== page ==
What people are saying - Write a review
We haven't found any reviews in the usual places.
Other editions - View all
accumulation anticline Appalachian asphalt Barrels Barrels Barrels Basin Baumé beds bituminous Boryslaw calcareous California carbon cent clay coal conglomerate contains County crest Cretaceous deposits depth Devonian district dome drilled east eastern Eocene fault feet thick folds formation gas field gas seeps Geology gravel gray igneous Illinois Includes Inst Kansas Lake lime limestone Louisiana lower marine marls miles Miocene Mississippian monocline Montana Mountains mud volcanoes Natural Gas northern Ohio oil and gas oil fields oil is found oil sand oil seeps Oil Springs oil-bearing Oklahoma Oligocene Ordovician outcrop Paleozoic paraffin Pennsylvanian Permian petroleum petroliferous places Pliocene porous pressure principal probably productive region reservoir River rocks salt water sandstone sandy shale showing stone strata structure sulphur surface Survey Bull synclines Tertiary Texas thin tion U. S. Geol Unconformity upper Valley West Virginia Wyoming yield oil zone
Page 232 - The Geology of the OIL REGIONS OF WARREN, VENANGO, CLARION, AND BUTLER COUNTIES, including surveys of the Garland and Panama Conglomerates in Warren and Crawford, and in Chautauqua county, New York.
Page 190 - America are: 1. The impossible areas for petroliferous rocks. (a) The more extensive areas of igneous rocks and especially those of the ancient shields; exception, the smaller dikes. (6) All pre-Cambrian strata. (c) All decidedly folded mountainous tracts older than the Cretaceous; exceptions, domed and block-faulted mountains. (d) All regionally metamorphosed strata. (e) Practically all continental or fresh-water deposits; relic seas, so long as they are partly salty, and saline lakes are excluded...
Page 201 - Stratigraphic Disturbance Through the Ohio Valley, Running from the Appalachian Plateau in Pennsylvania, to the Ozark Mountains in Missouri.
Page 84 - David, Some relations in origin between coal and petroleum: Washington Acad. Sci. Jour., vol. 5, pp. 189-212, 1915.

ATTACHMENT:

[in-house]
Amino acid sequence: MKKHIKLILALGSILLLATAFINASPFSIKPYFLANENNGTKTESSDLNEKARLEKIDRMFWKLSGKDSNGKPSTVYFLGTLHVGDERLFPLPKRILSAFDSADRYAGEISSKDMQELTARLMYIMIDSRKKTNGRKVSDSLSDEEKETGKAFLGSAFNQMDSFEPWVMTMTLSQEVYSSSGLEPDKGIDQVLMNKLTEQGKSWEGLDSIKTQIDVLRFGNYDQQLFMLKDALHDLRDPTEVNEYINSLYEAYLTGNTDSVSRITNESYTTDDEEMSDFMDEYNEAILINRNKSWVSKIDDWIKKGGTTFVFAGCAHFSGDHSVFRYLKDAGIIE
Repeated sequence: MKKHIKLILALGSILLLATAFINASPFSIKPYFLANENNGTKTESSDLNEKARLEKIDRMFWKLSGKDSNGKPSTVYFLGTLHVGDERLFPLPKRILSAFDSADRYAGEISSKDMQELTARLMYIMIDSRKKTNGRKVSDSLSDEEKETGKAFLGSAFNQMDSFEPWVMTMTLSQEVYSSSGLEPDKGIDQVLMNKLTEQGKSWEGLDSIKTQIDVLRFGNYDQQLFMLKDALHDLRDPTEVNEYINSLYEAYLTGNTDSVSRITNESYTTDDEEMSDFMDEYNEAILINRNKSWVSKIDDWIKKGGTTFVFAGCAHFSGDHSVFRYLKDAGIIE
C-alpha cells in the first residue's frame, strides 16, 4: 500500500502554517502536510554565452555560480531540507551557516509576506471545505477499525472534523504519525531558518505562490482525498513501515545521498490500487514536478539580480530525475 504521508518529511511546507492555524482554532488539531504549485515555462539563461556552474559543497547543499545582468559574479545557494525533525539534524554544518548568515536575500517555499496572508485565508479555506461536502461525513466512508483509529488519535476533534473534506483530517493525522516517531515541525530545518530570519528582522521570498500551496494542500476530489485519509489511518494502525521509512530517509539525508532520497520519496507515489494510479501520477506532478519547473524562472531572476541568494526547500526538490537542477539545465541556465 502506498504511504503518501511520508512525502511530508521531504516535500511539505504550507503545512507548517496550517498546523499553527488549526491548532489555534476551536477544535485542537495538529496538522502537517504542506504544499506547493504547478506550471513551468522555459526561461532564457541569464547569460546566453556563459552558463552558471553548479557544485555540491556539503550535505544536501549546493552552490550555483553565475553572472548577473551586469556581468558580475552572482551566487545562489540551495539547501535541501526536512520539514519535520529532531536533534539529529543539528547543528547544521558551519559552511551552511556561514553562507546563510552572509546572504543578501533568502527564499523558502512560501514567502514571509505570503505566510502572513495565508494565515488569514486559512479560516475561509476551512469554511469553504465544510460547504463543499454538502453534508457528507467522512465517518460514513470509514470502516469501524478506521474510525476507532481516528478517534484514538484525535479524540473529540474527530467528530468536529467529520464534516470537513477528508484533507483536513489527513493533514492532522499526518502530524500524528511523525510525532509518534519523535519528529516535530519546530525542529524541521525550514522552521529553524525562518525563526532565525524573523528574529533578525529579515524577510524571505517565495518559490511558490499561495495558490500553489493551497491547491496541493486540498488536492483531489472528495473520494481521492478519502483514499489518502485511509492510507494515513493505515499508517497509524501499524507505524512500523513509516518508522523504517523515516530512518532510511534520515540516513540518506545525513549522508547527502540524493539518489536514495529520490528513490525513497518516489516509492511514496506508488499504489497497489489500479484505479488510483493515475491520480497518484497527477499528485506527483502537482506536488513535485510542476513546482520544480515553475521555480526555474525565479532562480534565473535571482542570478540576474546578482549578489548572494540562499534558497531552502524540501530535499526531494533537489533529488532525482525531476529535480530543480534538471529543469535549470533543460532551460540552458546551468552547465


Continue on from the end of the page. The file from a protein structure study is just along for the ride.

Page 46 - It is manifest that we here have to deal with a force of great geological importance. If quartz, during crystallization, exerts a pressure on the sides of a vein which is of the same order of magnitude which it offers to crushing, then this force is also of the same order of magnitude as the resistance of the wall rocks, and it thus becomes possible that, as indicated...
Page 191 - Ordovician unfolded strata. (c) Lake deposits formed under arid climates that cause the waters to become saline; it appears that only in salty waters (not over 4 per cent.?) are the bituminous materials made and preserved in the form of kerogen, the source of petroleum; some of the...
Page 438 - WS 158. Preliminary report on the geology and underground waters of the Roswell artesian area, New Mexico, by CA Fisher. 1906. 29 pp., 9 pis.
Page 345 - HARRIS, GD — Oil and Gas in Louisiana, with a Brief Summary of Their Occurrence in Adjacent States.
Page 24 - The Oil Spring or fountain rises in the midst of a marshy ground. It is a muddy and dirty pool of about eighteen feet in diameter, and is nearly circular in form. There is no outlet above ground, no stream flowing from it ; and it is of course a stagnant water, with no other circulation than that which springs from the changes of temperature and from the gas and petroleum that are constantly rising on the surface of the pool.
Page 459 - ... been allowed to enter the oil sands in many areas. The first well in the Salt Lake field was drilled in 1901 by the Salt Lake Oil Co., and since 1902 this field has been the chief producer in the Los Angeles district. The wells are deeper than in the City field, ranging between 1,200 and 3,000 feet, and the average gravity of the oil is between 16° and 18° Baume. Considerable gas under strong pressure accompanies the oil, which causes the wells to gush during the early part of their life. The...